Three graduate students took first place in the University at Buffalo’s Henry A. Panasci Jr. Technology Entrepreneurship Competition (Panasci TEC) for a biotechnology venture that offers a revolutionary new way to deliver cancer drugs.
Michael Bisogno, MD/MBA student, of Smithtown; Kevin Carter, a master’s student in biomedical engineering, of Georgetown, Guyana; and Jonathan Smyth, third-year law student, of Syracuse, will receive $25,000 in startup capital, as well as in-kind services valued at more than $27,000 for their company, PhotoZyne.
The dosage and effectiveness of typical cancer drug treatments are limited because of their severe toxicity. Enter PhotoZyne, which offers an effective and minimally invasive solution. A “smart” nanoballoon safely delivers cancer treatments directly to solid tumors. Administered intravenously, the drug then is activated by exposure to a special laser light probe.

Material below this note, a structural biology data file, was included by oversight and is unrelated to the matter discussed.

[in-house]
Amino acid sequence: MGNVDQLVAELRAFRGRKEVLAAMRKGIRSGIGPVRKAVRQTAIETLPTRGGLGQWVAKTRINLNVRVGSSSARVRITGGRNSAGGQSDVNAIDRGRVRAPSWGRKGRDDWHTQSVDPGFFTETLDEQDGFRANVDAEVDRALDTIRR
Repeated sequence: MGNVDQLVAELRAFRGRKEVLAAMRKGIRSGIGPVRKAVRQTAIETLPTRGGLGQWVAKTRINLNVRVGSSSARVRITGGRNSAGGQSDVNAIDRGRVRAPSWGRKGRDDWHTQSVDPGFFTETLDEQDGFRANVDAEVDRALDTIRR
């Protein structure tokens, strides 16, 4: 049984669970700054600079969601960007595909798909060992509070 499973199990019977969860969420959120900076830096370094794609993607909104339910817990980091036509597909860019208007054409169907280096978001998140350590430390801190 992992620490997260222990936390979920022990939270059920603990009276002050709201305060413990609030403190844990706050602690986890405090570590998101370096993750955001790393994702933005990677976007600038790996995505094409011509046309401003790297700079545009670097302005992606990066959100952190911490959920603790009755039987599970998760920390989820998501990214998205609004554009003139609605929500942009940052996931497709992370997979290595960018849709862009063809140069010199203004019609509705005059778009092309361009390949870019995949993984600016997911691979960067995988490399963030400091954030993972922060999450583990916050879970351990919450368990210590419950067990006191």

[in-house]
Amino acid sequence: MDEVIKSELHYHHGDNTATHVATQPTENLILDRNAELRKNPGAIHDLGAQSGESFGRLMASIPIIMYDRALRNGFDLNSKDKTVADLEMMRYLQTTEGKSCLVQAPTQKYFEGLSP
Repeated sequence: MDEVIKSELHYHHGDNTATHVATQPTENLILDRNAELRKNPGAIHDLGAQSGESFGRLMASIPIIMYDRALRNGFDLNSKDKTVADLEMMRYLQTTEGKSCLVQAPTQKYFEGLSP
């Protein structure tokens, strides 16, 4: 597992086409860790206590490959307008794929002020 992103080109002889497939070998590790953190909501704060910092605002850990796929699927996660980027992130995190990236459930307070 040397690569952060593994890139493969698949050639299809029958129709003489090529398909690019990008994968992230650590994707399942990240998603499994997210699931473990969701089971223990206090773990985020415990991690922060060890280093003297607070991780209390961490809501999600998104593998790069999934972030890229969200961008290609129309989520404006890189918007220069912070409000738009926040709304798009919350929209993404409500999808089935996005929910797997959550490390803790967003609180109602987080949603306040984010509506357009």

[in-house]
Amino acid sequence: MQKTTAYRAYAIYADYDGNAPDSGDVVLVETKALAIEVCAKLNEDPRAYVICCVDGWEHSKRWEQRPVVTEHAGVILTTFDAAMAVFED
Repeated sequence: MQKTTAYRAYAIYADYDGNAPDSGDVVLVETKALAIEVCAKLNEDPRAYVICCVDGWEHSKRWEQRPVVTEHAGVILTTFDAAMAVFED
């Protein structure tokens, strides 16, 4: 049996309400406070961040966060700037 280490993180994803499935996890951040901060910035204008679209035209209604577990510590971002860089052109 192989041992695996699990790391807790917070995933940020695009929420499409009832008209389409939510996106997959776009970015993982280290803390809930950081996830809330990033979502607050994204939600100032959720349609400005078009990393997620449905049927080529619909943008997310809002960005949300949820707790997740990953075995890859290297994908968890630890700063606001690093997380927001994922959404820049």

The creators say the focused delivery helps to decrease recurrence, resistance and side effects. And survival rates are higher because the cancer can be treated effectively in one concentrated dose.
Carter co-invented the technology with Jonathan Lovell, PhD, assistant professor of biomedical engineering, and brought in Smyth and Bisogno to help bring it to market.